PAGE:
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Discussion in 'The Great Outdoors' started by Mike1973, Oct 23, 2006.
A lucky escape! Hope you are recovering well Chris and that it hasn't put you off cycling!
Teresa, happy to hear that your son should recover fully. The driver's insurance should replace the bike.
Thanks guys! Chris is doing quite well now. We are all in favor of the proper safety gear, too, and this has given us the chance to show many of Chris's friends just how important the "uncool" helmet is. Now even the ones who didn't wear them before have them.
Actually, far from turning Chris off of cycling, he's gotten more involved since the accident. He's now preparing for his first race and wanting to try his hand at triathlons (he's already also competitive swimmwer and has timed very fast as a runner during dry-land practices). He is still pretty shy of riding along a street with cars, even when there's a bike path, but I don't blame him on that one. You can never be sure what the drivers are doing.
My husband replaced the Diamondback with a new Scattante that weighs only 18 pounds. It's a bit scary to me because it feels like a good breeze would blow you right over. I'll post a picture tonight when Rob gets home.
Being into vintage, my dream is to own something like one of the great bikes I've seen on this thread. Right now my regular ride is a '92 Giant mountain bike, currently sporting road tires, and for vintage a '62 Motobecane touring bike that was given to us. Here's a pic of me cleaning the Motobecane (my hair is in rolls preparing for a night at Cicada). Pardon the mess around me, it was one of those major bike cleaning/repairing days.
Ah, a thread about bicycles: My favorite thing! My favorite type of bicycle is the French custom cyclo-touring bikes from the 1930s onward. To me, nothing else combines utility with beauty so well:
And the porteur bikes, for around town. Note the stout front rack, designed to support as much as 110 pounds, while still being elegant:
Unfortunately, these bikes are rarer than hen's teeth. They were finely crafted, superbly finished fully integrated machines that were very expensive at times when most people didn't have much money. The frames were custom tailored to fit the particular customer. The wiring for the lights often ran inside the frame tubes. The racks and in some cases, even the stem, front derailleur, cranks, and brakes were all custom made. The bikes were well designed for whatever type of riding they would be used for. Most were designed to handle well with a front load, as handlebar bags were popular in France at the time. Try finding a modern bike that can be ridden no-handed with 20 pounds in a high-mounted bag. Also, try to find a modern bike that does that, while being made of steel, with fenders, a generator, lights, and a frame pump that weighs under 25 pounds and can take years of abuse riding over cobblestone streets and unpaved trails, while often carrying 20+ pounds. Needless to say, when they turn up in the U.S. they are astronomically expensive. Luckily, with careful parts selection on a decent, but more common bike, one can sort of replicate at least the look, somewhat. Which is what I've done with my favorite bike, a 1983 Univega Specialissima touring bike:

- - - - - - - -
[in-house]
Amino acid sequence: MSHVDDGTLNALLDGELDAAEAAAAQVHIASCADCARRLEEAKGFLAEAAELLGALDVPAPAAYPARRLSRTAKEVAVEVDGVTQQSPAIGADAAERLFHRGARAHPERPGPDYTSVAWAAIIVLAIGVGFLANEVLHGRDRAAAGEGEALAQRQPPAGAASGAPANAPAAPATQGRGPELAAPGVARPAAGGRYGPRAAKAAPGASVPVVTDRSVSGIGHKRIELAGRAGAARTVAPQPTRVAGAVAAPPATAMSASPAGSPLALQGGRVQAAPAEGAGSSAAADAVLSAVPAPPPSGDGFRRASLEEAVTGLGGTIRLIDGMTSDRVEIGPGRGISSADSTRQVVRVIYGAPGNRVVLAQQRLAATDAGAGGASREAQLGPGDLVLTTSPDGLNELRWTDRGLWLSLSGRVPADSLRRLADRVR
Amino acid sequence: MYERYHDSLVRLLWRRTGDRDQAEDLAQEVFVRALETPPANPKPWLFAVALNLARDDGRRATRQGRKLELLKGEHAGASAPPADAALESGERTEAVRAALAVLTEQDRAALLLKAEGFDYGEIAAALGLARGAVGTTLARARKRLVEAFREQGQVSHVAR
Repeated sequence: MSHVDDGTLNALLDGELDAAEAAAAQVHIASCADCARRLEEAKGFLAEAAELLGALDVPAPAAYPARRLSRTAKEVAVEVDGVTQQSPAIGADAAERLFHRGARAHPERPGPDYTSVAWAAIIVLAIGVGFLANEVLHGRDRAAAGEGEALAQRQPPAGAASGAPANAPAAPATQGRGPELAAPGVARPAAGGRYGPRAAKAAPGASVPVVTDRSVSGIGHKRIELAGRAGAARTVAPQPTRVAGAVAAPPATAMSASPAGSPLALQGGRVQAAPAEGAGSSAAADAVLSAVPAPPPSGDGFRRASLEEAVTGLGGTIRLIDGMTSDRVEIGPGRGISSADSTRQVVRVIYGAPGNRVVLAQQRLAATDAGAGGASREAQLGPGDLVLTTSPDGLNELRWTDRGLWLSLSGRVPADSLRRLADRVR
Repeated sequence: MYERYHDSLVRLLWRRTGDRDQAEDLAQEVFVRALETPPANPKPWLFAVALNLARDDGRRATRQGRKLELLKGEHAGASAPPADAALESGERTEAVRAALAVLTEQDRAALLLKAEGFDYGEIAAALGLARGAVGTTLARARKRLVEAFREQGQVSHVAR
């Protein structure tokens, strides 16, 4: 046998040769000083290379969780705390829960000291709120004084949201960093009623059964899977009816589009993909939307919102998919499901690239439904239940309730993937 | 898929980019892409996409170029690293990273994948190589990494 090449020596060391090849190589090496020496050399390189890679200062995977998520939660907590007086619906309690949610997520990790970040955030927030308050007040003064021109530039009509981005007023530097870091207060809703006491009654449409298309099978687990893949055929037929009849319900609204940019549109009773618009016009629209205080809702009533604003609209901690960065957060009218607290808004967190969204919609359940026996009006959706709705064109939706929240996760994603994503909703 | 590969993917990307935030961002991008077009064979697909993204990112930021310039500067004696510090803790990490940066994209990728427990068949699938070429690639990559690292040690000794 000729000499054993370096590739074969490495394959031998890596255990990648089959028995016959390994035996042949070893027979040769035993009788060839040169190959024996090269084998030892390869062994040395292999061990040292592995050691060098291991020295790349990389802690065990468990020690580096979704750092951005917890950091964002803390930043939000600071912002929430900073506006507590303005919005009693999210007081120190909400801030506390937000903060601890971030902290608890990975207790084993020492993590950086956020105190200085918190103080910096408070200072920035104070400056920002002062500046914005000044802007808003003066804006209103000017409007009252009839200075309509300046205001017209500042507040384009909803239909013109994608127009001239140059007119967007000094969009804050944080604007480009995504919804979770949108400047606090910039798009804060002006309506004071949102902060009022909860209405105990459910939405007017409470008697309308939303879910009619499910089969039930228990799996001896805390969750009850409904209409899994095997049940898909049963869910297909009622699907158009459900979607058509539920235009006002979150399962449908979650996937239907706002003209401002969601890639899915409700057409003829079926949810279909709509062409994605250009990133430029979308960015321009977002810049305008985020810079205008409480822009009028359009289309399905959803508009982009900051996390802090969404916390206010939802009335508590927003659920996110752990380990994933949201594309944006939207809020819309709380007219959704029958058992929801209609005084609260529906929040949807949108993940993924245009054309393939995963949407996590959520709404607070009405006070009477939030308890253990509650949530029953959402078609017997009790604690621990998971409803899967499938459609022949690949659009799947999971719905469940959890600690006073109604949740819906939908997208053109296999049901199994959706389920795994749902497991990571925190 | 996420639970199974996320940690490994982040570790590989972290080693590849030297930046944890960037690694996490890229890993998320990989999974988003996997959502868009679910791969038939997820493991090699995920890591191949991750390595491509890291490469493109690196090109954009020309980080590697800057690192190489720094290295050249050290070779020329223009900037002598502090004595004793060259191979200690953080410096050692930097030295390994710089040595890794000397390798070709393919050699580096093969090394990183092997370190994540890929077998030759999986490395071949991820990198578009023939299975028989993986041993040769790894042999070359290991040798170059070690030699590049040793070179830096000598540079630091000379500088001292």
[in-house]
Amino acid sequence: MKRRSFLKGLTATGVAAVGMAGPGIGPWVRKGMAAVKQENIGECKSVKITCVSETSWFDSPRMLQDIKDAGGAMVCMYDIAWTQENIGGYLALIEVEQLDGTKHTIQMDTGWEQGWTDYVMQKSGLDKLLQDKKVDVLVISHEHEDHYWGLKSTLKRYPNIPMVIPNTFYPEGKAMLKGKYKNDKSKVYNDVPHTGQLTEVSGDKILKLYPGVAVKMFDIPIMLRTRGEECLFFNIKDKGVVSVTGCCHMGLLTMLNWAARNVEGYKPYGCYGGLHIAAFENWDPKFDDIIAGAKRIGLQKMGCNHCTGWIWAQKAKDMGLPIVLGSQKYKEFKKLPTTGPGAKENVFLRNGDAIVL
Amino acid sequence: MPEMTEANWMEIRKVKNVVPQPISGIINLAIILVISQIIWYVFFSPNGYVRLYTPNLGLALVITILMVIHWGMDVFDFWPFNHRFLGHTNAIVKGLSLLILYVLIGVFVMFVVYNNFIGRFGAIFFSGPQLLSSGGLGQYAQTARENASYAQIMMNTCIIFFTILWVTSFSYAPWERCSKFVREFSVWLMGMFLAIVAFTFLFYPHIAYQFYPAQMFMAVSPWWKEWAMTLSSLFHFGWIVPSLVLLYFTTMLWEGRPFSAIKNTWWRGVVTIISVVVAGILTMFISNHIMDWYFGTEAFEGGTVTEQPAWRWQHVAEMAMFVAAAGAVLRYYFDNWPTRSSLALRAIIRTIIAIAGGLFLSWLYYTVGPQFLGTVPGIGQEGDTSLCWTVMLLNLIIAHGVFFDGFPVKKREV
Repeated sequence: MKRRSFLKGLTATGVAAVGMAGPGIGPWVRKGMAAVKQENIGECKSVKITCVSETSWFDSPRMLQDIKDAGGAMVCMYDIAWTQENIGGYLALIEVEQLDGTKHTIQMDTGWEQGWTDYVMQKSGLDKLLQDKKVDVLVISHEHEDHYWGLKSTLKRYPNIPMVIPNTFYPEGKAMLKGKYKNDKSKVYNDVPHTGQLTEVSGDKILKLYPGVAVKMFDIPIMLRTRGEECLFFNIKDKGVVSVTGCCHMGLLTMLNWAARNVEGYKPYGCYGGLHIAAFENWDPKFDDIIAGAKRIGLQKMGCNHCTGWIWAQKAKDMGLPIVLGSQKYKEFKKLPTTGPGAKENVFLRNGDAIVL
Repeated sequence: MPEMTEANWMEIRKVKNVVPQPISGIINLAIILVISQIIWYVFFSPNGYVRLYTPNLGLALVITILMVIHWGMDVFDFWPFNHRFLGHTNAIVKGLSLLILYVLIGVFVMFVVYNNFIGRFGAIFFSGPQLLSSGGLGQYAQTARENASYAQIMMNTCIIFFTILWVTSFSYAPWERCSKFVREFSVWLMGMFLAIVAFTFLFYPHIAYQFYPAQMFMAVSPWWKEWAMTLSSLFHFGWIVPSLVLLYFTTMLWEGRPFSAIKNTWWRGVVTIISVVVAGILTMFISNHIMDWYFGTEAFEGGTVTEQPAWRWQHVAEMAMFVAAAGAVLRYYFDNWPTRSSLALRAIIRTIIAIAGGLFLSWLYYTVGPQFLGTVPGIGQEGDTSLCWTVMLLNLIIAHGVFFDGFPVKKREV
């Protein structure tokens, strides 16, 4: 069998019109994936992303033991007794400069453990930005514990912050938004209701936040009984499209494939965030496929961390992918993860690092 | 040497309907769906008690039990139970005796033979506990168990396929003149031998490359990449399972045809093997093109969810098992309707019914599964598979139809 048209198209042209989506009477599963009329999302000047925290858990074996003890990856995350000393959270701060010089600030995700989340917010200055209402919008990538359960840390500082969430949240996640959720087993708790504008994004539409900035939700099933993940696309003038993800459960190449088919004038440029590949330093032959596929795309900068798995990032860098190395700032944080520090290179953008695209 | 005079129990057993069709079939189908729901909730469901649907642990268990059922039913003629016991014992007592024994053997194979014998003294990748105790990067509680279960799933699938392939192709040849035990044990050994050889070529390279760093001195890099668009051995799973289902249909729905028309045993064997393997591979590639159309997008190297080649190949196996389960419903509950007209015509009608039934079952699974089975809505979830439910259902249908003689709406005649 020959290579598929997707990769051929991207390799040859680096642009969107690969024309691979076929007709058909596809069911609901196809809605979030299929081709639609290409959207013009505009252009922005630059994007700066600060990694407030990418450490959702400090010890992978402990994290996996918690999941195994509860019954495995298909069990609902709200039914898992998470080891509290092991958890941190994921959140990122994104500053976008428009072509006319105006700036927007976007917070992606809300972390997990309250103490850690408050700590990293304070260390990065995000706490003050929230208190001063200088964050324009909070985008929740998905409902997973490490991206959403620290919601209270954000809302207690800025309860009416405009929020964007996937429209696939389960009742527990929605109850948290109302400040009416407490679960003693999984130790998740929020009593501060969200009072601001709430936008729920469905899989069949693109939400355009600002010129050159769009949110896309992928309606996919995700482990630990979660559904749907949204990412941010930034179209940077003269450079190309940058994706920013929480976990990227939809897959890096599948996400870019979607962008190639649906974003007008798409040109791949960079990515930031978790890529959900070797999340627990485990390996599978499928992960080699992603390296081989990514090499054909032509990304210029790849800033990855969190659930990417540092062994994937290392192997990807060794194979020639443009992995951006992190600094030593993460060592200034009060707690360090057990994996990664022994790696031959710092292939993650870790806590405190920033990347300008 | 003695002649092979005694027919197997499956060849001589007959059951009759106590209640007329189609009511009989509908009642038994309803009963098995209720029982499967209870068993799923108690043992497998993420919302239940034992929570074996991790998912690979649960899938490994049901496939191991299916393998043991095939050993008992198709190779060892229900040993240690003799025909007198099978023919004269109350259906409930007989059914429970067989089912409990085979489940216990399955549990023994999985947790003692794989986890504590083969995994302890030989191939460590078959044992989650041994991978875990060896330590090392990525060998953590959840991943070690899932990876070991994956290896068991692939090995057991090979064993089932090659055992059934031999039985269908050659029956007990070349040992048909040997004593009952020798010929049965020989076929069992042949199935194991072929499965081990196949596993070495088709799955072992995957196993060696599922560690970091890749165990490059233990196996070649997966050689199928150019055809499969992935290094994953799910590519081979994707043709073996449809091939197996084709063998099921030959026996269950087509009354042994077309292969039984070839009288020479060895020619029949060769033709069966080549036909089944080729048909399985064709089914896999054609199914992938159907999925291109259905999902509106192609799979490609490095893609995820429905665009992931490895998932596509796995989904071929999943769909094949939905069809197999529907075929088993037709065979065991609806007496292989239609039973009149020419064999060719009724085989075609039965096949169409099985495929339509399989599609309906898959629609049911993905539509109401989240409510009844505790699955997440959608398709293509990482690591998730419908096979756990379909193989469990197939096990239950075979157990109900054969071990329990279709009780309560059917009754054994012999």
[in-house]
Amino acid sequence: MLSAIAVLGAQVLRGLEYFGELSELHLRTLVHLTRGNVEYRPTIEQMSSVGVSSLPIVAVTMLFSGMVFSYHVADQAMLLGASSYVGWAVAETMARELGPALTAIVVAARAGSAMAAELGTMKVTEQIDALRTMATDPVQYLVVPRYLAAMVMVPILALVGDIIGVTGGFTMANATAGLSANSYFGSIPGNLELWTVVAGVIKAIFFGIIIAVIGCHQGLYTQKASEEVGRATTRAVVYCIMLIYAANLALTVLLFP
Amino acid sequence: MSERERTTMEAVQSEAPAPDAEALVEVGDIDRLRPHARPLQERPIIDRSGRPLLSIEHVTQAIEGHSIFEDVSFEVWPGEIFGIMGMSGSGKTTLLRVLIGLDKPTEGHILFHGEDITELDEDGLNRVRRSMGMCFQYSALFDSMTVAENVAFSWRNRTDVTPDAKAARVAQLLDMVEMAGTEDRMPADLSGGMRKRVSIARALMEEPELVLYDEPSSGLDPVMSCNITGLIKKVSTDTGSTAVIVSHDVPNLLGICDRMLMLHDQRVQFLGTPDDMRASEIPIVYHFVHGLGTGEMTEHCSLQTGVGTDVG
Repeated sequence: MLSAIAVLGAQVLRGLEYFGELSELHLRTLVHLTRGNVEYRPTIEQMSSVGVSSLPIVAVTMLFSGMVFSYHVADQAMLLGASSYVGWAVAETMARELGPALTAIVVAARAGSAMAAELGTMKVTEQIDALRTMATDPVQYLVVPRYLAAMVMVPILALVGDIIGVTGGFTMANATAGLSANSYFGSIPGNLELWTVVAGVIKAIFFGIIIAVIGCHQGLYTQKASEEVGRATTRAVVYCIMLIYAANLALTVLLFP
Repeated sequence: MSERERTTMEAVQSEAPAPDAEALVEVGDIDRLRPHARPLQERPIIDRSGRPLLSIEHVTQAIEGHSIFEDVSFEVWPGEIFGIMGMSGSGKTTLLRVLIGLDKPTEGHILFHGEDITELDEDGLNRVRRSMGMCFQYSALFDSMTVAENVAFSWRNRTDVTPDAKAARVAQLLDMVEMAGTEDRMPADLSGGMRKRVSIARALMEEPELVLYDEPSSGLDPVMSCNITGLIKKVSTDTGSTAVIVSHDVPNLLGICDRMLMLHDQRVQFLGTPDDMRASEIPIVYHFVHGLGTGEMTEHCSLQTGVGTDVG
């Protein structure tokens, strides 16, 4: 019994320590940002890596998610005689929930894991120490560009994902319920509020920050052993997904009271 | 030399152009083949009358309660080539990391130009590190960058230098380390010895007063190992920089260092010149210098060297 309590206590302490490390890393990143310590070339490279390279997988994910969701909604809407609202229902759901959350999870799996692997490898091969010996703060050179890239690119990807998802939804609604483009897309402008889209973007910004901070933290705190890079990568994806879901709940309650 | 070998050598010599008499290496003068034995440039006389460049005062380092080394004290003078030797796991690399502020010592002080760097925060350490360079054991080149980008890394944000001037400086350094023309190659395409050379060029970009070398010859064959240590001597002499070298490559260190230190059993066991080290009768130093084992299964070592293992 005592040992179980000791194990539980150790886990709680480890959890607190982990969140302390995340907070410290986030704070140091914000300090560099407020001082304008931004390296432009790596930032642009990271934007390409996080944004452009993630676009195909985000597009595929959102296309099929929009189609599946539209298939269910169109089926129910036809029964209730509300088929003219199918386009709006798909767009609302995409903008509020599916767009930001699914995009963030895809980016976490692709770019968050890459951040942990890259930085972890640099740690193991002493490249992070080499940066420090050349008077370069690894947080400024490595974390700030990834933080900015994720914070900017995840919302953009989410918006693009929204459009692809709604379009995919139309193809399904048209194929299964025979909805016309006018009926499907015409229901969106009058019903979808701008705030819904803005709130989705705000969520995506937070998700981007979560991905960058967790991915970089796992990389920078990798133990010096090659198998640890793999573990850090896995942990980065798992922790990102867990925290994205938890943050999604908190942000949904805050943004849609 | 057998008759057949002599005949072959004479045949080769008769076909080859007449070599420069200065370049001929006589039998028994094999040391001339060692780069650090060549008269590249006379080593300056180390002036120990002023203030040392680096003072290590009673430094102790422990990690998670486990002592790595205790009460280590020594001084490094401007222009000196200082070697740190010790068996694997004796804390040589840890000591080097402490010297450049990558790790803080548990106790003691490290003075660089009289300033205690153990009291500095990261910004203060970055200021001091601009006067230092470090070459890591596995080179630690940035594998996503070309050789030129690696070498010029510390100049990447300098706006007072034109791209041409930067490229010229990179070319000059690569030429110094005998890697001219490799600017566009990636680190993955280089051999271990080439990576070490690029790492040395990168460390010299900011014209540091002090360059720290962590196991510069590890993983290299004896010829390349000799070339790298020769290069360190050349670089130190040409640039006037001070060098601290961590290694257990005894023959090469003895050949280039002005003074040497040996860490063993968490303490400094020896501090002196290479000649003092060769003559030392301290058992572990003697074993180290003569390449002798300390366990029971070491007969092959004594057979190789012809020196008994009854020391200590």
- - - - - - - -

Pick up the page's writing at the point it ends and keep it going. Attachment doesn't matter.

I do not think you can find one. The steel frames I have seen start weighing in at 27+ pounds/12.2469 kg before any accessories.
Exactly. My lightest steel bike is this:
It weighs just a hair over 22 pounds (not with that seat, though) with no provisions for racks or bags of any kind, nor pump, lights, or fenders. Some of the finest steel constucteur bikes of the 30s and 40s weighed that little with lights, fenders, and a pump, and considerably larger tires. The Univega I posted above weighs about 26-27 pounds without the racks, fenders, or bag. A decent, modern steel frame may weigh around 4 pounds or slightly less, and I imagine the best frames from that era were similar if not a little heavier. Chromoly steel really hasn't changed that much in 70 years. But the components were considerably lighter. If you hold a vintage brake lever in your hand, and then pick up a modern one (without integrated shifters), you'll be astounded how heavy the modern one it, despite being mostly plastic. Also, there were a couple of French makers from that period who were using aluminum for their frames, and some of those bikes weighed a hair under 20 pounds fully equipped.
While i do not have a Road bike, mine weighs roughly 23 pounds even with the shocks, but the frame is aluminum. The fork is of the uni-fork design I then attached a heavy duty carrier for my panniers. TYhe fastest I was clocked at was 37 MPH/59.55 km/h on a flat street surface.
It just has a different purpose than the Road bike. However, I keep it in the back of my mind to get a road bike.
If you went 37mph with mountain bike tires, then you would FLY on a road bike! The fastest I ever managed with mtb tires was about 36, and that was when I was about 14 and very fit. Now I'd be lucky to hit 30 on my fastest road bike. Just can't spin the old legs like I used to.